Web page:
A contemporary form of the Three Ordination Services from The Ordinal bound together with The Book of Common Prayer (USA 1928) is now at www.anglicansatprayer.org
for more on the topic of ordination, and differences between the English and American editions of the Ordinal -- read on…
If you compare and contrast “The Form of Ordaining and Consecrating of an Archbishop or Bishop” in the Ordinal printed at the back of The Book of Common Prayer of 1662 with the equivalent service at the back of the American 1928 edition of the Prayer Book, you find various differences. This is not surprising in that the American edition of the classic Anglican Prayer Book never completely followed the text of the original Church of England text, sometimes for obvious reasons (Republic not Monarchy) and at other times for less obvious (e.g., latitudinarianism).
In the Ordinal there is no promise of obedience by a newly ordained Bishop to the Archbishop of the Province, because The Protestant Episcopal Church never had Archbishops. Its Presiding Bishop was usually the senior Bishop in the House and not until very recently was the Office of Presiding Bishop made into a full-time job with no diocesan responsibility and also with the title of Primate!
Also, there is what appears to be a minor change in the call by the Presiding Bishop to the congregation to pray for the Bishop-elect.
In the 1662 (and Canadian 1962) text we read:
Brethren, it is written in the Gospel of Saint Luke, that our Saviour Christ continued the whole night in prayer, before he did choose and send forth his twelve Apostles. It is also written in the Acts of the Apostles, that the disciples who were at Antioch did fast and pray before they laid hands on Paul and Barnabas and sent them forth. Let us therefore,…
In the 1928 (& 1892) USA text we read:
Brethren, it is written in the Gospel of Saint Luke, that our Saviour Christ continued the whole night in prayer, before he chose and sent forth his twelve Apostles. It is written also, that the holy Apostles prayed before they ordained Matthias to be of the number of the Twelve, Let us, therefore,…
Note that the example from Acts 13 has been dropped and the example from Acts 1 has been included. Why? Because, I think, the purpose was to claim that the Bishops were truly successors of the Apostles (in some not here defined way) and not of semi-Apostles like Barnabas! Further, the Acts 1 account is Apostles ordaining Apostle but this is not so in Acts 13!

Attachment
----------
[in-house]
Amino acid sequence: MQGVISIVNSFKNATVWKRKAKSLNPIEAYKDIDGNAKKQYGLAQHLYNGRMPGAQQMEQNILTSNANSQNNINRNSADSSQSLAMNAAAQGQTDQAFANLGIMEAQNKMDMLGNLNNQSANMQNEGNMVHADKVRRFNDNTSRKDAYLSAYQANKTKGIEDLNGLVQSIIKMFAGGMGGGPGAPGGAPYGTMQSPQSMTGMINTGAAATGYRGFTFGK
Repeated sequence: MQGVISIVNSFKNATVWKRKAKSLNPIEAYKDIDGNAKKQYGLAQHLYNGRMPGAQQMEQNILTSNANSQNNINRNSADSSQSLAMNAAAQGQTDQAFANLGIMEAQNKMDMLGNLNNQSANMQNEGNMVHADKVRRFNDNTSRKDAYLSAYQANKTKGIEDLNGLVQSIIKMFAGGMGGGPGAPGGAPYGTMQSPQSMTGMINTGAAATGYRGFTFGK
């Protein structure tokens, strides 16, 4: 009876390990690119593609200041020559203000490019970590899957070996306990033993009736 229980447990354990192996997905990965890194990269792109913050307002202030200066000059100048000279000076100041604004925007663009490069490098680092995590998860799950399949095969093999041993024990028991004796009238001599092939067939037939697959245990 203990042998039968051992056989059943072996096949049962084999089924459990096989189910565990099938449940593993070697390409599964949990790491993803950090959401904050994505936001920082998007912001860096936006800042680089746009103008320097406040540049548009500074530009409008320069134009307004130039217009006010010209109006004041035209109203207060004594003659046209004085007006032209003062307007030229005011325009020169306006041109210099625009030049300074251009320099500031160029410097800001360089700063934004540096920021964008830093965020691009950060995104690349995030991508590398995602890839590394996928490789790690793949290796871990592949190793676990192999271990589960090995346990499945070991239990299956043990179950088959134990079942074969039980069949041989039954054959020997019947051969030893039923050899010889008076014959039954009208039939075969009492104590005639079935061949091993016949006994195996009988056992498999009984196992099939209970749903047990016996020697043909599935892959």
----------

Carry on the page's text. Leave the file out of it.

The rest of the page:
Since this change occurred in the first American edition of the Ordinal (1792), we are most probably to see the influence of Samuel Seabury, the Church in Connecticut and the High Church (Tory) party. We need also to recall that a century later the House of Bishops of The Protestant Episcopal Church also officially strengthened the received Anglican doctrine of the Episcopate for its own Province by the famous statement from Chicago in 1888 known as The Quadrilateral. In this it is declared that an essential for unity of denominations is “The Historic Episcopate, locally adapted in the methods of its administration to the varying needs of the nations and peoples call of God into the unity of His Church.”
It has often been observed that the original Ordinal of the Church of England left open various possibilities of the origin of the Threefold Ministry and its precise relation to the apostolic age. One question, often debated in the past, is whether the Episcopate is of the bene esse, the plene esse or the esse of the Church through space and time. By the Chicago Quadrilateral (later approved by the Conference - not Synod - of Bishops assembled at the Lambeth Conference) the Protestant Episcopal Church had virtually outlawed the bene esse approach (which had been and is very widely held by Anglicans) by insisting that the Episcopate was truly necessary for either the fullness of being or the very being of the Church. That is, the Church either is only really the Church when it has the Episcopate or is only the Church when it has the Episcopate (what does this approach do to the millions of Baptists, Methodists etc. in the U.S.A.?).
The Chicago-Lambeth Quadrilateral has of course no force in any province other than the American unless that province has actually adopted it by synodical action. Thus a majority of Anglicans worldwide still hold to the bene esse or at strongest the plene esse view of the Episcopate! The esse is seen as Roman Catholic or Orthodox in most places.
However, the strong temptation in the USA, in the competitiveness of the massive religious supermarket, is for the zealous in Episcopal Churches to claim that the Episcopate is either absolutely or very nearly absolutely necessary for there to be real and true, valid and efficacious, means of grace, sacraments and salvation. Anglicans in other lands where the competition is not so diverse and fierce can highly value the Episcopate without make it absolutely necessary!
Regrettably, if I understand the document aright, the recent (mid August) proposed theological basis of the Common Cause of the A C Network, includes a commitment to what appears to be the doctrine that the Episcopate is certainly of plene esse of the Church and maybe of the esse! If so, it excludes most Anglicans worldwide today and excludes the millions of evangelical Anglicans who have been faithful Anglicans over the generations! It reads:
“We confess the godly historic Episcopate as an inherent part of the apostolic faith and practice, and therefore as integral to the fullness and unity of the Body of Christ.”
This of course puts a particular spin on the 1662 Ordinal (which this Confession accepts) and prohibits the comprehensiveness that has always been part of the genius of the Anglican Way!
August 28, 2006
The Rev'd Dr. Peter Toon MA., D.Phil (Oxford)